Jack Nicklaus, Nicklaus Companies Split Initial Ruling In Contentious Lawsuit

Jack Nicklaus, New York state recently ruled, is still Jack Nicklaus.

The 18-time major winner and golf legend was recently sued by the Jack Nicklaus Companies on May 13th for “repeated acts in bad faith against the best interests of the Company, including acts to intentionally and maliciously undermine the company,” as well as tortious interference and breach of fiduciary duty.

The object of the suit was the $145 million payment Nicklaus received from the Nicklaus Companies in 2007 in order to provide exclusive golf course design services and marketing, which the Companies alleged that the Hall of Fame golfer had failed to provide.

In essence, the Companies claimed that Jack Nicklaus the person was damaging Jack Nicklaus the brand.

Nicklaus, the golfer, did this on three separate occasions, according to the suit: accepting payment to promote a DP World Tour event in Belgium, the 2022 Soudal Open; aiding the development of a video game produced with The Masters Tournament and the PGA Tour; and negotiating with the PIF Saudi Investment Fund regarding the LIV Golf series.

The suit asserted that Nicklaus, the company, sent Nicklaus, the legend, a cease-and-desist letter, which caused Nicklaus, the man, to resign as a director of Nicklaus, the organization, on May 3rd of this year.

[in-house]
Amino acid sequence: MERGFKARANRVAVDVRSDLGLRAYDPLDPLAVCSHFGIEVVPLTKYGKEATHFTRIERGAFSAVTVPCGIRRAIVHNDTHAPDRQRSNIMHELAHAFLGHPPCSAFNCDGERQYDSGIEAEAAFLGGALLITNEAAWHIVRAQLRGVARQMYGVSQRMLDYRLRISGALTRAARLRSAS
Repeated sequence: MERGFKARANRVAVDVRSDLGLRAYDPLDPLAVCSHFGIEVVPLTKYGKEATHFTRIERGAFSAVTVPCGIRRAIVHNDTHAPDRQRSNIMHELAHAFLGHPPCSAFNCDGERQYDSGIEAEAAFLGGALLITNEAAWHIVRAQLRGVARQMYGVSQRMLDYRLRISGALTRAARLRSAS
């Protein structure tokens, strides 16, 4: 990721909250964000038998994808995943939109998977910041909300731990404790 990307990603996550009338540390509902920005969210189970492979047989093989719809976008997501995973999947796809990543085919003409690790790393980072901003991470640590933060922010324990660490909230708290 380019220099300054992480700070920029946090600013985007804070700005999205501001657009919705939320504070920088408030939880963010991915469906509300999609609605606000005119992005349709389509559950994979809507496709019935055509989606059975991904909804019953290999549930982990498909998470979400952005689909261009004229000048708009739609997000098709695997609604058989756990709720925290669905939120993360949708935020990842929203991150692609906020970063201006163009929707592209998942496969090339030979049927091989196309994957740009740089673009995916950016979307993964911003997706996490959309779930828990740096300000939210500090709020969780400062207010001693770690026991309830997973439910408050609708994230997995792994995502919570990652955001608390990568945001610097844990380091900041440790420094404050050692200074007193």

Nicklaus, the graduate of the Ohio State University, stated in a news story posted to the DP World Tour’s website this year that he appreciated the “growth in the quality of professional golfers that Belgium has produced” and that he was “sure the Soudal Open will only add to the golf landscape in Belgium.”

The tournament had extended an invitation to the Jack Grout-taught birdie shooter to be the tournament’s host.

Yet the real intrigue of the lawsuit was the allegations regarding LIV Golf.

In May Nicklaus, the player, said that he had been approached by the professional golf startup and offered $100 million to endorse the new league, but had turned it down despite taking the meeting as a “courtesy.”

But Nicklaus, the corporation, said that any negotiations with the Saudis “could have resulted in negative publicity, especially given Mr. Nicklaus’s widespread recognition as one of the three founders of the modern PGA Tour.”

During an interview at the Memorial Tournament this past May dismissing those concerns, the Golden Bear said, “I helped found the PGA Tour as it is today” and that his “allegiance is there and it’s going to stay there.”

In the recent ruling, the New York state judge running the civil trial between the two Jacks formally issued an injunction restraining Mr. Nicklaus from using his name, image and likeness, publicity rights, and other intellectual property assets for commercial gain until this matter is resolved at a full trial. 

However, the judge declined to issue a restraining order preventing Nicklaus, the ambling 82-year-old, from competing against his former company for golf course architecture and other business, accepting only commercial endorsements.

In a statement, the six-time Masters winner and four-time U.S. Open winner applauded the judge’s refusal to issue the injunction.

Nicklaus also said that while some might claim he “had nothing to prove,” he believed that he has “a lot left to give” when it comes to the game he began playing more than 70 years ago in his hometown of Columbus, Ohio.